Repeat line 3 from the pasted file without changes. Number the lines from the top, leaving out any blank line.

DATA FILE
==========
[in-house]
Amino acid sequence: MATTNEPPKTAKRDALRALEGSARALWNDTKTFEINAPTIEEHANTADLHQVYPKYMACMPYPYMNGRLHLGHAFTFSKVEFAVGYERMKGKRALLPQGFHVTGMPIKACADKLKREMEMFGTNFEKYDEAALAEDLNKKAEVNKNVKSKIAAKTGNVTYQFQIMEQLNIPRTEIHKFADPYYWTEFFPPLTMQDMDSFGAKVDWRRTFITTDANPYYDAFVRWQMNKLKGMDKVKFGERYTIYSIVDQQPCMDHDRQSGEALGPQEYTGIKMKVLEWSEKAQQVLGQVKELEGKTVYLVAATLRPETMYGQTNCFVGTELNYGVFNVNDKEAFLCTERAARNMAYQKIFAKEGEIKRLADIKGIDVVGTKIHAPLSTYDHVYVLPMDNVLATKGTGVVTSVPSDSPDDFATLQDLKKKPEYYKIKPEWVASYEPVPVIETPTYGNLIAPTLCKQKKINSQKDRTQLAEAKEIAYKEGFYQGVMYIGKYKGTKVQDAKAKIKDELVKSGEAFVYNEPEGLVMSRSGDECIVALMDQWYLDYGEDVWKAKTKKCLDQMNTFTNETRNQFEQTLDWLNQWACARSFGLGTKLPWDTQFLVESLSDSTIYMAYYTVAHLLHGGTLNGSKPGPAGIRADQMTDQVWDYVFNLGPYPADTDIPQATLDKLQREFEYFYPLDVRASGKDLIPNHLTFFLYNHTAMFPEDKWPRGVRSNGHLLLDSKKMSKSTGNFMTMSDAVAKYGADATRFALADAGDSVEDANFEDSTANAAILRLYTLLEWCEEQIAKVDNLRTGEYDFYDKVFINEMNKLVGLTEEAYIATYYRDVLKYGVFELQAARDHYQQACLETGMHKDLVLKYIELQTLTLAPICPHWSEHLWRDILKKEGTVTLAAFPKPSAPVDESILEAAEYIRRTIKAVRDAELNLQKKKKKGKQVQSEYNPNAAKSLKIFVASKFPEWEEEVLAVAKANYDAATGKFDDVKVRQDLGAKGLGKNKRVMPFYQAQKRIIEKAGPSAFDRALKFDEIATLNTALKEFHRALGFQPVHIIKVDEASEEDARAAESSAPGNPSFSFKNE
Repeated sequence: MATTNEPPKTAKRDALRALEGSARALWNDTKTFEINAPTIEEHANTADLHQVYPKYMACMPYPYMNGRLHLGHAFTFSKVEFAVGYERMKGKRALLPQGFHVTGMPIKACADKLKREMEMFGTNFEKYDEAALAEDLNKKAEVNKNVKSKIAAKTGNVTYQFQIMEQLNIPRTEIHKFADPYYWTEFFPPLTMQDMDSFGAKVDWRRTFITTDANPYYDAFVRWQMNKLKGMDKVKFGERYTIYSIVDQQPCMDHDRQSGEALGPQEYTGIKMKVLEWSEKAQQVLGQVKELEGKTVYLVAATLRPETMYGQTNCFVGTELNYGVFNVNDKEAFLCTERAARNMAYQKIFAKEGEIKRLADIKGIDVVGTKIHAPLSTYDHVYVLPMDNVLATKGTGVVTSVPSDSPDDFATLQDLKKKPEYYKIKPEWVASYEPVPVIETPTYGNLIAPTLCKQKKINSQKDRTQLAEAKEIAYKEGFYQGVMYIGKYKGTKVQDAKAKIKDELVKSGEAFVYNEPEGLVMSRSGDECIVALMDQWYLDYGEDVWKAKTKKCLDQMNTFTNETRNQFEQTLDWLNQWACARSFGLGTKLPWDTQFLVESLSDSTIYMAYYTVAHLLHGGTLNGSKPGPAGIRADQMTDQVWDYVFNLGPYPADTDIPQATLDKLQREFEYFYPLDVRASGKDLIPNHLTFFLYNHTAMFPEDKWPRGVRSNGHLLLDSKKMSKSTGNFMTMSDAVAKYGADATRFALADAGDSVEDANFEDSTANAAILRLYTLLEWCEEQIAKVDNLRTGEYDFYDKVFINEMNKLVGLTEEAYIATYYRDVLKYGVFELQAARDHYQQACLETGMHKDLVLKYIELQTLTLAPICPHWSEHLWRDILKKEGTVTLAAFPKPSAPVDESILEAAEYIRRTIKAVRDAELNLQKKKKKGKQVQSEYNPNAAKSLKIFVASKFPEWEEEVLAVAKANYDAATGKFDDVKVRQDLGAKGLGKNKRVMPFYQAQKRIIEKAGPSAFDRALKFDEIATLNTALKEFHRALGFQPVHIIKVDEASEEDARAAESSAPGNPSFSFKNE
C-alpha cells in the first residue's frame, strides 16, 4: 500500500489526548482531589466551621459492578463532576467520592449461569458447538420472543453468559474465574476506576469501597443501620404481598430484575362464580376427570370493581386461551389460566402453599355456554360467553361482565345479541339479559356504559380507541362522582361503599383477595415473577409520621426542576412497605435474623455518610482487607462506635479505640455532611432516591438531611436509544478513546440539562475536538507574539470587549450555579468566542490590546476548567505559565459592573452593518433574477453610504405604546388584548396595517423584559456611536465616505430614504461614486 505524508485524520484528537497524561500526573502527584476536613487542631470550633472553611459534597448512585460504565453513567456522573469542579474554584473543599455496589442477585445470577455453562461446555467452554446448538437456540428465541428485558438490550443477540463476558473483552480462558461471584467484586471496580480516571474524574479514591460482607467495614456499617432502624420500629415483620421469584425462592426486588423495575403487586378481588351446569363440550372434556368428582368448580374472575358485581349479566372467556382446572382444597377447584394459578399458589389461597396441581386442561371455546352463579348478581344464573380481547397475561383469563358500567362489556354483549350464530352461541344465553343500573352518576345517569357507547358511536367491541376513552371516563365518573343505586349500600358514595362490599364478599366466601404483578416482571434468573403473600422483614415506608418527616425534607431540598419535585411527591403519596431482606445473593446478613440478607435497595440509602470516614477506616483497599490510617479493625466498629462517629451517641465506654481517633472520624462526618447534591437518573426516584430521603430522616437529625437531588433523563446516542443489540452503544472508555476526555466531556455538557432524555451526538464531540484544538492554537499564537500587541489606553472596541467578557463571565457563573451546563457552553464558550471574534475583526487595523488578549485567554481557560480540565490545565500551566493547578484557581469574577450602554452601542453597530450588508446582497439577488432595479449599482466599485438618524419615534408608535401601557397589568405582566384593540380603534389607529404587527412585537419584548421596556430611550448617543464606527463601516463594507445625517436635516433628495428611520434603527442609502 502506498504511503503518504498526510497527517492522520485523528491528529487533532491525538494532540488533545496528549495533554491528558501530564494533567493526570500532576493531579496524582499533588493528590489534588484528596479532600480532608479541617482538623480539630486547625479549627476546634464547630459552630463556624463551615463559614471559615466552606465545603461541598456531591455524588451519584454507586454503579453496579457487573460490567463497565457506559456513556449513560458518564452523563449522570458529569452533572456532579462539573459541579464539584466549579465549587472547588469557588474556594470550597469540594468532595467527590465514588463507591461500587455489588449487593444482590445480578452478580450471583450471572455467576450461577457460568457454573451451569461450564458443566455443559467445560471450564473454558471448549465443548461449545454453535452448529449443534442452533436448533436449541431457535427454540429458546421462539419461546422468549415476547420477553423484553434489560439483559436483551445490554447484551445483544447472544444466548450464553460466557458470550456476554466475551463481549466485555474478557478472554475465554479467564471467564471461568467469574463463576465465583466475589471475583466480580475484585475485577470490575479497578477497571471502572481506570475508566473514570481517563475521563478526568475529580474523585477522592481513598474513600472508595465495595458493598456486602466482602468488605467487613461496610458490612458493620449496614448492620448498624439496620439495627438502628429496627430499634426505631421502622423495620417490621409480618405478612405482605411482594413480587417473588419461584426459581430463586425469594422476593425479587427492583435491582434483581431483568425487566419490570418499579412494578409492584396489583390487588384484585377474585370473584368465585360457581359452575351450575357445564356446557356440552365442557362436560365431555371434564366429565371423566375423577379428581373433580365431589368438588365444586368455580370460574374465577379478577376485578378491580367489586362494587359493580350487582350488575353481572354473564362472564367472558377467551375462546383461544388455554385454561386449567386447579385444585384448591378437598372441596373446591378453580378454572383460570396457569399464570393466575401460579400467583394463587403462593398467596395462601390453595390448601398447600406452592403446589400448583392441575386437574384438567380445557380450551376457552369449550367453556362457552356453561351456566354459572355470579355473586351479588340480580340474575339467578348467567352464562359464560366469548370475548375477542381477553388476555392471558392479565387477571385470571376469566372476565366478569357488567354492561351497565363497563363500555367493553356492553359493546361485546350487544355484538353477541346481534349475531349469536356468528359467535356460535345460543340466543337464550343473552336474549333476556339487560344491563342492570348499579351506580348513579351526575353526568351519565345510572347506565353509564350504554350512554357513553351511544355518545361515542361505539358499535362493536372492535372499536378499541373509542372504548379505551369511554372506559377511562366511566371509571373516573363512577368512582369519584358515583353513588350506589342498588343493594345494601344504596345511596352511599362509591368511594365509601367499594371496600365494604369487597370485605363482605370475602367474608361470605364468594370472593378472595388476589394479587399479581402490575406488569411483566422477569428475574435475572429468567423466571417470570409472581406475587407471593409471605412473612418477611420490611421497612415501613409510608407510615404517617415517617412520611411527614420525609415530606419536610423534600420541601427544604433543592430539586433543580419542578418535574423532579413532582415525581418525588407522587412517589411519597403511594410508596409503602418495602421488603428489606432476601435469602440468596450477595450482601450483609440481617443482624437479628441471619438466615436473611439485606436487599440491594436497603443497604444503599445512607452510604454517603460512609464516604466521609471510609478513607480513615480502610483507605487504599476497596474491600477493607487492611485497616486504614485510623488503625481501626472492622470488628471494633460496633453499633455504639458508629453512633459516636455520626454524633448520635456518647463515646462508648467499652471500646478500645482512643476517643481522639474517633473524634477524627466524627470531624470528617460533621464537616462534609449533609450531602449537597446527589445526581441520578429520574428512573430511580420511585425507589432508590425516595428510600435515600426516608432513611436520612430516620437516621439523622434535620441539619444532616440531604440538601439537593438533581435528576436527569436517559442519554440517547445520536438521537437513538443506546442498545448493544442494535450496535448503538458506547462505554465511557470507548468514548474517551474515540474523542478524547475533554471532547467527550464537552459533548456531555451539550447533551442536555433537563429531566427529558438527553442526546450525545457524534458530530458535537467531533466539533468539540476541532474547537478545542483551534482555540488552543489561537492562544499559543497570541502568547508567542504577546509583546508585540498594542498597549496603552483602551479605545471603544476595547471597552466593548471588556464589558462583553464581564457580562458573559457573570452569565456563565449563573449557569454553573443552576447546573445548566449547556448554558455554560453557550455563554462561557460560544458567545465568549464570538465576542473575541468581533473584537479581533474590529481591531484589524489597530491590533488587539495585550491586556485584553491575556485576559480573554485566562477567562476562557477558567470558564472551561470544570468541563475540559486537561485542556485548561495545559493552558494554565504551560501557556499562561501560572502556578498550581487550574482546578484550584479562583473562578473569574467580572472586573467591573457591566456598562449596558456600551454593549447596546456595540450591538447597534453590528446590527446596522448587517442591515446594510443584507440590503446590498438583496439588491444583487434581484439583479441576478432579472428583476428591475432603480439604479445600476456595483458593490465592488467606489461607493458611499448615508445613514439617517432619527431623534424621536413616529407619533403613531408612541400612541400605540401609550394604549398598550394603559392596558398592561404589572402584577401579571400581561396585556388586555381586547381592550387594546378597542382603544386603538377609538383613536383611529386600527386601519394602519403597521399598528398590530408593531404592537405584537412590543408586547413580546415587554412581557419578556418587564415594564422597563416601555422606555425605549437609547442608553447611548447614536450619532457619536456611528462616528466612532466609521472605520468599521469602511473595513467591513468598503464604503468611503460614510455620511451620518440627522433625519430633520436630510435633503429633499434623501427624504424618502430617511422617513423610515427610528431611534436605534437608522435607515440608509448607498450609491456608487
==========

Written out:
Repeated sequence: MATTNEPPKTAKRDALRALEGSARALWNDTKTFEINAPTIEEHANTADLHQVYPKYMACMPYPYMNGRLHLGHAFTFSKVEFAVGYERMKGKRALLPQGFHVTGMPIKACADKLKREMEMFGTNFEKYDEAALAEDLNKKAEVNKNVKSKIAAKTGNVTYQFQIMEQLNIPRTEIHKFADPYYWTEFFPPLTMQDMDSFGAKVDWRRTFITTDANPYYDAFVRWQMNKLKGMDKVKFGERYTIYSIVDQQPCMDHDRQSGEALGPQEYTGIKMKVLEWSEKAQQVLGQVKELEGKTVYLVAATLRPETMYGQTNCFVGTELNYGVFNVNDKEAFLCTERAARNMAYQKIFAKEGEIKRLADIKGIDVVGTKIHAPLSTYDHVYVLPMDNVLATKGTGVVTSVPSDSPDDFATLQDLKKKPEYYKIKPEWVASYEPVPVIETPTYGNLIAPTLCKQKKINSQKDRTQLAEAKEIAYKEGFYQGVMYIGKYKGTKVQDAKAKIKDELVKSGEAFVYNEPEGLVMSRSGDECIVALMDQWYLDYGEDVWKAKTKKCLDQMNTFTNETRNQFEQTLDWLNQWACARSFGLGTKLPWDTQFLVESLSDSTIYMAYYTVAHLLHGGTLNGSKPGPAGIRADQMTDQVWDYVFNLGPYPADTDIPQATLDKLQREFEYFYPLDVRASGKDLIPNHLTFFLYNHTAMFPEDKWPRGVRSNGHLLLDSKKMSKSTGNFMTMSDAVAKYGADATRFALADAGDSVEDANFEDSTANAAILRLYTLLEWCEEQIAKVDNLRTGEYDFYDKVFINEMNKLVGLTEEAYIATYYRDVLKYGVFELQAARDHYQQACLETGMHKDLVLKYIELQTLTLAPICPHWSEHLWRDILKKEGTVTLAAFPKPSAPVDESILEAAEYIRRTIKAVRDAELNLQKKKKKGKQVQSEYNPNAAKSLKIFVASKFPEWEEEVLAVAKANYDAATGKFDDVKVRQDLGAKGLGKNKRVMPFYQAQKRIIEKAGPSAFDRALKFDEIATLNTALKEFHRALGFQPVHIIKVDEASEEDARAAESSAPGNPSFSFKNE